Cultural Economics

by Heather Pubols

Cultural Economics

May 6, 2013

When we moved to Africa four years ago, I took my first real trip through the grocery store to look for items that I actually needed for our home. The store near where we lived had an amazing variety! You could buy everything from a loaf of bread to a new kitchen table and everything in between.

There were lots of similarities between my shopping experience there and in the United States, but one difference that I didn’t anticipate was prices. It was a lesson in cultural economics. I remember picking up a medium box of corn flakes, doing the currency conversion, and discovering that it would cost me almost $10 USD compared to the $3 I’d probably pay at home. On the other hand, I remember visiting the butcher and discovering that we could buy a nice piece of beef filet for less than it would cost at home. We began to see this with all kinds of other things, too.

Economies are cross-cultural, too

I had to throw out my presuppositions about how much something should cost. The overall buying power of the country based on wealth and population, cultural values, available local products versus imports, and taxes – all impact local prices. I guess before living in an African country, I had the idea that if a country had less wealth, then products would be cheaper. What I learned was that while labor for services was often less, products (especially those requiring some kind of manufacturing or requiring import) were usually more expensive and fewer people could afford them. The supply is less because the demand is less, so the price is higher.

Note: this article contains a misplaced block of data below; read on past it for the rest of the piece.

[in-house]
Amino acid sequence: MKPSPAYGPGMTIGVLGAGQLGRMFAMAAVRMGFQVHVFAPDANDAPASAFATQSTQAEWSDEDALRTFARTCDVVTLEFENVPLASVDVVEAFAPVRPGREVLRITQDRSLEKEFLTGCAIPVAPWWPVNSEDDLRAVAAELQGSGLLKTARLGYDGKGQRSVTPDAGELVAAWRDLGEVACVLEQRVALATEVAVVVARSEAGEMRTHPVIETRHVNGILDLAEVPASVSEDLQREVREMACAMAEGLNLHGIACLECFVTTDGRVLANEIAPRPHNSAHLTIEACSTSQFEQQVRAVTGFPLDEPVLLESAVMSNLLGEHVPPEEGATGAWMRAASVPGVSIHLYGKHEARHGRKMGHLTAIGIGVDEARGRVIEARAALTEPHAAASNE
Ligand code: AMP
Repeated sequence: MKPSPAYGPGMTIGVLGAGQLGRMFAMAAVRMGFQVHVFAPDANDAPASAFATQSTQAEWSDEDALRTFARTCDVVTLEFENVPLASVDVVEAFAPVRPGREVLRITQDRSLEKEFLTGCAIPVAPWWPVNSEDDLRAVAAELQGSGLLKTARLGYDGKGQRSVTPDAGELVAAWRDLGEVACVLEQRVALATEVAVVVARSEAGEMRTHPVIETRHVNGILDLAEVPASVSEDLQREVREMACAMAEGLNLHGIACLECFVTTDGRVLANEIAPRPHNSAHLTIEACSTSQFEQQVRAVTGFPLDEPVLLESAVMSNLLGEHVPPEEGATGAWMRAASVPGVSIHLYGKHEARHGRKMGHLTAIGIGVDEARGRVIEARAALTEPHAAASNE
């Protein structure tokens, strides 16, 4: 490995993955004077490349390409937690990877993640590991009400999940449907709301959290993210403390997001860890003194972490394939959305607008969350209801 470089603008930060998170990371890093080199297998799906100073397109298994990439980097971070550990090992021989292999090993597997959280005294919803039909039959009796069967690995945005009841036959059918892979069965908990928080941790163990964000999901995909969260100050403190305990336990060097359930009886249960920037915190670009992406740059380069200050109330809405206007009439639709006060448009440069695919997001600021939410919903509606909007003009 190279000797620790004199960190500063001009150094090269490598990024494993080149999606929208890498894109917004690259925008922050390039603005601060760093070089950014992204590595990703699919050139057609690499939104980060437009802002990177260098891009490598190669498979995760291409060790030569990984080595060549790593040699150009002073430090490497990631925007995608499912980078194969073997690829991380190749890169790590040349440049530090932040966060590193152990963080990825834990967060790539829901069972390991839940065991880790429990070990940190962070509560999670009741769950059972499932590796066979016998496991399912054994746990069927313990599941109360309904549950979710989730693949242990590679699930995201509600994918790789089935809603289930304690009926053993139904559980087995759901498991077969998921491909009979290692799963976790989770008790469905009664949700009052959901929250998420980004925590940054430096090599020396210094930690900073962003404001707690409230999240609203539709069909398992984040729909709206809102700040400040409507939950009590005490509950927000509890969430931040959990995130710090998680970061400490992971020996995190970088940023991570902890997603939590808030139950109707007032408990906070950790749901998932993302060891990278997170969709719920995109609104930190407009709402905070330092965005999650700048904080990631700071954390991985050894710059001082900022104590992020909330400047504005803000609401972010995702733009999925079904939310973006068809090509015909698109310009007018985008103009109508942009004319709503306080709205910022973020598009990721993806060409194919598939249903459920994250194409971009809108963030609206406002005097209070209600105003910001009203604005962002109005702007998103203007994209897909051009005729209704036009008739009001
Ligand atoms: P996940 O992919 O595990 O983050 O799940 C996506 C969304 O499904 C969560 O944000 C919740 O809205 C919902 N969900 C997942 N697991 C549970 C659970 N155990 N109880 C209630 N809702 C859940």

Understanding the cost of living where you live is important as you budget your funds. The 2012 results from a cost of living survey show that 13 African cities are in the top 50 most expensive cities in the world!  Luanda, Angola, in southern Africa, was listed as number two with one of the highest housing costs in the world (higher than Paris and New York City). Constantly changing currency exchange rates add another complication

Explaining economic differences can be a challenge

When missionaries travel abroad, it can sometimes be difficult to adequately explain differences in expenses between where they serve and where they are from to their financial support team. Some donors may feel that the missionary needs to raise too much money for the location they are going to. Or, maybe something that is very inexpensive where a missionary serves seems extravagant to a donor because it is expensive in the missionary’s home country.

It’s important to remember that every economy functions differently. Each needs to be evaluated from within its own context. Thankfully, many missionaries have financial advisors that help them construct budgets to compensate for these differences. However, even with advice the reality of the economy in a new place can still seem very strange at first.

As you’ve traveled abroad, what expenses have surprised you? What has been more or less than you expected?

About Heather Pubols
Heather and her husband, Jeff, have been serving in missions using their skills in communications and computers for more than a decade. Professional communicators serve a vital role in keeping the global church informed about how God is at work around the world. Computer technicians help keep their missionary colleagues able to perform their work without technical hindrances. Heather and Jeff are thrilled to be able to use their gifts to help further the spread of the gospel.

Category: Missionary Minded